Romance novels need a canon
"Bet Me" by Jennifer Crusie
A contemporary romantic comedy set to Elvis Costello and lots of luxurious and sinful sugary treats. Read the whole essay.
Citizens United, which specializes in making documentaries with strong right-wing messages, is currently in production for a film about the Occupy movement, a spokesman for the group confirms to Salon.
The landmark 2010 Supreme Court case that loosened campaign finance restrictions was brought by Citizens United and centered on an anti-Hillary Clinton movie made by the group. Opposition to that ruling has been a consistent message of participants in Occupy movement.
The new film is to be called “Mic Check: The Untold Story of the Occupy Movement.” A participant at Occupy Wall Street recently received an interview request from a Citizens United producer that included this description of the film:
Never in living memory has such a small political movement received such disproportionate attention from the press. Never in living memory has a movement been so widely scrutinized and yet so deeply misunderstood. Is it possible both the left and right have made the error of thinking that the forces behind Occupy Wall Street are interested in democratic politics and problem solving?
In Mic Check: The Untold Story of the Occupy Movement, we’ll look at the roots of the Occupy movement and hear from it undeclared ‘leaders’. We’ll go inside the still existing encampments in Los Angeles and Washington D.C., into the frequently contentious street rallies and hear from participants about their protest, their goals and their vision for the future.
That bolded line is taken almost verbatim from a Weekly Standard article by Matthew Continetti, who argues that Occupy is an attempt “to establish a socialist utopia through revolutionary anarchism” and that the movement must be met with legal and ideological opposition.
The email from the Citizens United producer says that filming is scheduled to be complete by Jan. 13 and adds that she can “arrange a video crew to tape in nearly any city in the US if need be.”
Here’s a taste of the Citizens United style:
Justin Elliott is a reporter for ProPublica. You can follow him on Twitter @ElliottJustinMore Justin Elliott.
"Bet Me" by Jennifer Crusie
"Welcome to Temptation" by Jennifer Crusie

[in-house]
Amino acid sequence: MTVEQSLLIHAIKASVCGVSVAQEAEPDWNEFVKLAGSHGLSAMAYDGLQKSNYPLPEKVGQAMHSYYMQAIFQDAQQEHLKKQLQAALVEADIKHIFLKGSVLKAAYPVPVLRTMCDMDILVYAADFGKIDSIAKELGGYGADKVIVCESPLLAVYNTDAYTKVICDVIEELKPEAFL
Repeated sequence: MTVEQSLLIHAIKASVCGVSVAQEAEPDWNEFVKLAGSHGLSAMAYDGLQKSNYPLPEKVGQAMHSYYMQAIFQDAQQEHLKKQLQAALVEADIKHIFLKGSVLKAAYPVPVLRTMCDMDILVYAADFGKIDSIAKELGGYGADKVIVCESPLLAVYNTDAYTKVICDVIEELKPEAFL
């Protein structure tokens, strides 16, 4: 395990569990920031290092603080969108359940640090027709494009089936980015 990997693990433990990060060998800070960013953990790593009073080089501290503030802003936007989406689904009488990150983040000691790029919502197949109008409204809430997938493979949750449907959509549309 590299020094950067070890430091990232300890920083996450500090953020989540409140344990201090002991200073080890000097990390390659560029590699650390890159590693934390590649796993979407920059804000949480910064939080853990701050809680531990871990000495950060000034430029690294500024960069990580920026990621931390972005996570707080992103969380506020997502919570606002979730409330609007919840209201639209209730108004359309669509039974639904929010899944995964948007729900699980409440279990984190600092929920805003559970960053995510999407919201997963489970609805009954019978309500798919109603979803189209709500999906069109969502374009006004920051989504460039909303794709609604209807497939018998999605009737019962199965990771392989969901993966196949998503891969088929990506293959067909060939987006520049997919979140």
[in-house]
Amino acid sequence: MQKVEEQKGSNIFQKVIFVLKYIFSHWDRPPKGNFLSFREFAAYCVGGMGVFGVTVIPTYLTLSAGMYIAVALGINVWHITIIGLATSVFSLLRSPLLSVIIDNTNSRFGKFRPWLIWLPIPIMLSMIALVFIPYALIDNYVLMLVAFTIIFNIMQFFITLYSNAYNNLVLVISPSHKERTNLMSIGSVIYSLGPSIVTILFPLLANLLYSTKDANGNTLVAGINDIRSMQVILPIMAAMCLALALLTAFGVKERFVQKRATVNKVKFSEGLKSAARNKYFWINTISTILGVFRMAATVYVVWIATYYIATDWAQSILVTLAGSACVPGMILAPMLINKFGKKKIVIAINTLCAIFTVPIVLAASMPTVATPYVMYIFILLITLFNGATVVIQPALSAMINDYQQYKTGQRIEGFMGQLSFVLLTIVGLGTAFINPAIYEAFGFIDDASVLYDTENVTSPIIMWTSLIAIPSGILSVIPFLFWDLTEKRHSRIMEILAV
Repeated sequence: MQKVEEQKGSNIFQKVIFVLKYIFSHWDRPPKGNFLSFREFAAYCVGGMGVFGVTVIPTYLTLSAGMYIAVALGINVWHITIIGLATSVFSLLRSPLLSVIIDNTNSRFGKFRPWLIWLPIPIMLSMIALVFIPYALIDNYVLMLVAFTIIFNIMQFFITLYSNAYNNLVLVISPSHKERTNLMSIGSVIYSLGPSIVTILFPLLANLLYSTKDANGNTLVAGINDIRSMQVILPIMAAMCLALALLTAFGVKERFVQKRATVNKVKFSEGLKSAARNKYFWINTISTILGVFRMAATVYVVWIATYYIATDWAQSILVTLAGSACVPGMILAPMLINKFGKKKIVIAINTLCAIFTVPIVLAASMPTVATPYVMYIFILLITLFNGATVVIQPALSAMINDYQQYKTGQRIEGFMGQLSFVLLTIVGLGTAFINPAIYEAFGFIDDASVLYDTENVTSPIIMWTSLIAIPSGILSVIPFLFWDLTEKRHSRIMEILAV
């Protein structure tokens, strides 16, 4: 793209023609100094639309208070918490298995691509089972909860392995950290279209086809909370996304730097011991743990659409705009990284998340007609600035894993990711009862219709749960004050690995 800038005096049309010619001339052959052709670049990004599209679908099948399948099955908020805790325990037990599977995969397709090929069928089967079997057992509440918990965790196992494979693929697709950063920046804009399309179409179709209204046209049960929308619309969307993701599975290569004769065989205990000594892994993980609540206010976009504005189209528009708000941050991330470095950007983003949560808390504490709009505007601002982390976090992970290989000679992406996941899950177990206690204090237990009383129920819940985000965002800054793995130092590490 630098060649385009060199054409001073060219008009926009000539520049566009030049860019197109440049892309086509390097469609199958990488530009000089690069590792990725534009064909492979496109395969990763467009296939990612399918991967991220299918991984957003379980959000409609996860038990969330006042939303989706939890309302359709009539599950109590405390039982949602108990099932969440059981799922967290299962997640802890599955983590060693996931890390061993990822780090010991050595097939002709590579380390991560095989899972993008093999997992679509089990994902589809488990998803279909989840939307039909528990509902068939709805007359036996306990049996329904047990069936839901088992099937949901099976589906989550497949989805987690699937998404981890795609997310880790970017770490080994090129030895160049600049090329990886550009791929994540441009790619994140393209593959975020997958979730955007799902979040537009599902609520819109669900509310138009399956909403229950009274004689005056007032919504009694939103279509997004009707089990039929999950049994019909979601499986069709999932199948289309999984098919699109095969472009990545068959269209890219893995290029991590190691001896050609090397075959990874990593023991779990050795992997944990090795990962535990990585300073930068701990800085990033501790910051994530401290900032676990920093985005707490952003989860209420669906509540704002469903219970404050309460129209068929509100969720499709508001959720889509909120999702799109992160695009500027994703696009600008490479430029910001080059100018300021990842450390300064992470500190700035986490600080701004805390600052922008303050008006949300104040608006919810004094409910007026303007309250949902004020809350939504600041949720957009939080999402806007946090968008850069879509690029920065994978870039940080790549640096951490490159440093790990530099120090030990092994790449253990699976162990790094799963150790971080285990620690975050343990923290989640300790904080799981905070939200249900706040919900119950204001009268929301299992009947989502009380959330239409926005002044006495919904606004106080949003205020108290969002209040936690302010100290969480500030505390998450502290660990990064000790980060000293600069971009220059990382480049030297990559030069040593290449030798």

Another of Crusie's romantic comedies, this one in the shadow of an ostentatiously phallic water tower. Read the whole essay.
"A Gentleman Undone" by Cecilia Grant
A Regency romance with beautifully broken people and some seriously steamy sex. Read the whole essay.
"Black Silk" by Judith Ivory
A beautifully written, exquisitely slow-building Regency; the plot is centered on a box with some very curious images, as Edward Gorey might say. Read the whole essay.
"For My Lady's Heart" by Laura Kinsale
A medieval romance, the period piece functions much like a dystopia, with the courageous lady and noble knight struggling to find happiness despite the authoritarian society. Read the whole essay.
"Sweet Disorder" by Rose Lerner
A Regency that uses the limitations on women of the time to good effect; the main character is poor and needs to sell her vote ... or rather her husband's vote. But to sell it, she needs to get a husband first ... Read the whole essay.
"Frenemy of the People" by Nora Olsen
Clarissa is sitting at an awards banquet when she suddenly realizes she likes pictures of Kimye for both Kim and Kanye and she is totally bi. So she texts to all her friends, "I am totally bi!" Drama and romance ensue ... but not quite with who she expects. I got an advanced copy of this YA lesbian romance, and I’d urge folks to reserve a copy; it’s a delight. Read the whole essay.
"The Slightest Provocation" by Pam Rosenthal
A separated couple works to reconcile against a background of political intrigue; sort of "His Gal Friday" as a spy novel set in the Regency. Read the whole essay.
"Again" by Kathleen Gilles Seidel
Set among workers on a period soap opera, it manages to be contemporary and historical both at the same time. Read the whole essay.